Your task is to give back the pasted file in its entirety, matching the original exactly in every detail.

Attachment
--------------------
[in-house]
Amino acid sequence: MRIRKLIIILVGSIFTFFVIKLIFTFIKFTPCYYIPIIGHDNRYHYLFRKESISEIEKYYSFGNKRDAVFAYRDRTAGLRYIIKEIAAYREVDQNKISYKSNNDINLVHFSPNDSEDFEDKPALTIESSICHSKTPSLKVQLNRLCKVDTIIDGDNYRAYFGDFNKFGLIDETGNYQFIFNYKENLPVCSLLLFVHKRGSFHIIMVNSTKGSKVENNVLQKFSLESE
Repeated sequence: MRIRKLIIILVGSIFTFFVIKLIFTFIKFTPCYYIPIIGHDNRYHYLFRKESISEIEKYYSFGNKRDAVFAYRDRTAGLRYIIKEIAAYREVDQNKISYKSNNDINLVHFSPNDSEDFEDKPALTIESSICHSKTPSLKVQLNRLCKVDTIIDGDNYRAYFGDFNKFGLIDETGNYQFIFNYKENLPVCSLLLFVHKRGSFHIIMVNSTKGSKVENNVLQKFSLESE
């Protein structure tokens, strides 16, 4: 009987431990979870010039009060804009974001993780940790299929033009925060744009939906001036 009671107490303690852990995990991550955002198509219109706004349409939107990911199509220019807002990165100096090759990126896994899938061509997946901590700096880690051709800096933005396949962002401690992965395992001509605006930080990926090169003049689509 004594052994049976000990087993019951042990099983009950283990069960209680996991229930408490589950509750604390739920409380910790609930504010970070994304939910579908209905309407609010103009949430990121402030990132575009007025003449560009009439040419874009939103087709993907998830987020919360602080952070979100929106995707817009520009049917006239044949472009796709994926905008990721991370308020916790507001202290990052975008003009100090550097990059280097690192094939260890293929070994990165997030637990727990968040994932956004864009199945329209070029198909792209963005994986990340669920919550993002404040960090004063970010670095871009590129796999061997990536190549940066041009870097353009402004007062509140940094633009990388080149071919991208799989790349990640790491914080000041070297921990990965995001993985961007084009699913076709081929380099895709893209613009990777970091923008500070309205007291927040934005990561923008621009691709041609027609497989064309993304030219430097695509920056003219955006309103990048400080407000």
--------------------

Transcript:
[in-house]
Amino acid sequence: MRIRKLIIILVGSIFTFFVIKLIFTFIKFTPCYYIPIIGHDNRYHYLFRKESISEIEKYYSFGNKRDAVFAYRDRTAGLRYIIKEIAAYREVDQNKISYKSNNDINLVHFSPNDSEDFEDKPALTIESSICHSKTPSLKVQLNRLCKVDTIIDGDNYRAYFGDFNKFGLIDETGNYQFIFNYKENLPVCSLLLFVHKRGSFHIIMVNSTKGSKVENNVLQKFSLESE
Repeated sequence: MRIRKLIIILVGSIFTFFVIKLIFTFIKFTPCYYIPIIGHDNRYHYLFRKESISEIEKYYSFGNKRDAVFAYRDRTAGLRYIIKEIAAYREVDQNKISYKSNNDINLVHFSPNDSEDFEDKPALTIESSICHSKTPSLKVQLNRLCKVDTIIDGDNYRAYFGDFNKFGLIDETGNYQFIFNYKENLPVCSLLLFVHKRGSFHIIMVNSTKGSKVENNVLQKFSLESE
């Protein structure tokens, strides 16, 4: 009987431990979870010039009060804009974001993780940790299929033009925060744009939906001036 009671107490303690852990995990991550955002198509219109706004349409939107990911199509220019807002990165100096090759990126896994899938061509997946901590700096880690051709800096933005396949962002401690992965395992001509605006930080990926090169003049689509 004594052994049976000990087993019951042990099983009950283990069960209680996991229930408490589950509750604390739920409380910790609930504010970070994304939910579908209905309407609010103009949430990121402030990132575009007025003449560009009439040419874009939103087709993907998830987020919360602080952070979100929106995707817009520009049917006239044949472009796709994926905008990721991370308020916790507001202290990052975008003009100090550097990059280097690192094939260890293929070994990165997030637990727990968040994932956004864009199945329209070029198909792209963005994986990340669920919550993002404040960090004063970010670095871009590129796999061997990536190549940066041009870097353009402004007062509140940094633009990388080149071919991208799989790349990640790491914080000041070297921990990965995001993985961007084009699913076709081929380099895709893209613009990777970091923008500070309205007291927040934005990561923008621009691709041609027609497989064309993304030219430097695509920056003219955006309103990048400080407000």